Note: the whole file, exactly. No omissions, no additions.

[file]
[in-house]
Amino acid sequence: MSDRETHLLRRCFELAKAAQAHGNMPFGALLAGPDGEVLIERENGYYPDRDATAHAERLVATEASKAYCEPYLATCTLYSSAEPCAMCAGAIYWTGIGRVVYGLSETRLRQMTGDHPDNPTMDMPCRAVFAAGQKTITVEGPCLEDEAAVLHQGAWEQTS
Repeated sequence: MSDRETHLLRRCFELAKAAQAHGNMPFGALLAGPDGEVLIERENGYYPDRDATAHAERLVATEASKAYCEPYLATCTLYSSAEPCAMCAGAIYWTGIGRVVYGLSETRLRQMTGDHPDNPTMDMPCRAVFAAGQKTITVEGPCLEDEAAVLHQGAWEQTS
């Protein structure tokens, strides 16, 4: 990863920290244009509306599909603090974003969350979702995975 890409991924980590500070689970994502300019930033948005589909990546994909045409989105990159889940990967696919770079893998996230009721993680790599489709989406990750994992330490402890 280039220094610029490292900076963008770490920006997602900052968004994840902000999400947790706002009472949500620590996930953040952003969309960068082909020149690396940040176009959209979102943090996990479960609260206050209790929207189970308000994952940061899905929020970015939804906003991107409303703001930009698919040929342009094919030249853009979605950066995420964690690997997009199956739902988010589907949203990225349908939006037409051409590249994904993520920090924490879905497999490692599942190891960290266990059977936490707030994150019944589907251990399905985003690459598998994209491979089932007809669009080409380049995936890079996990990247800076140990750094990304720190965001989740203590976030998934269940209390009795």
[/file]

[in-house]
Amino acid sequence: MSDRETHLLRRCFELAKAAQAHGNMPFGALLAGPDGEVLIERENGYYPDRDATAHAERLVATEASKAYCEPYLATCTLYSSAEPCAMCAGAIYWTGIGRVVYGLSETRLRQMTGDHPDNPTMDMPCRAVFAAGQKTITVEGPCLEDEAAVLHQGAWEQTS
Repeated sequence: MSDRETHLLRRCFELAKAAQAHGNMPFGALLAGPDGEVLIERENGYYPDRDATAHAERLVATEASKAYCEPYLATCTLYSSAEPCAMCAGAIYWTGIGRVVYGLSETRLRQMTGDHPDNPTMDMPCRAVFAAGQKTITVEGPCLEDEAAVLHQGAWEQTS
């Protein structure tokens, strides 16, 4: 990863920290244009509306599909603090974003969350979702995975 890409991924980590500070689970994502300019930033948005589909990546994909045409989105990159889940990967696919770079893998996230009721993680790599489709989406990750994992330490402890 280039220094610029490292900076963008770490920006997602900052968004994840902000999400947790706002009472949500620590996930953040952003969309960068082909020149690396940040176009959209979102943090996990479960609260206050209790929207189970308000994952940061899905929020970015939804906003991107409303703001930009698919040929342009094919030249853009979605950066995420964690690997997009199956739902988010589907949203990225349908939006037409051409590249994904993520920090924490879905497999490692599942190891960290266990059977936490707030994150019944589907251990399905985003690459598998994209491979089932007809669009080409380049995936890079996990990247800076140990750094990304720190965001989740203590976030998934269940209390009795």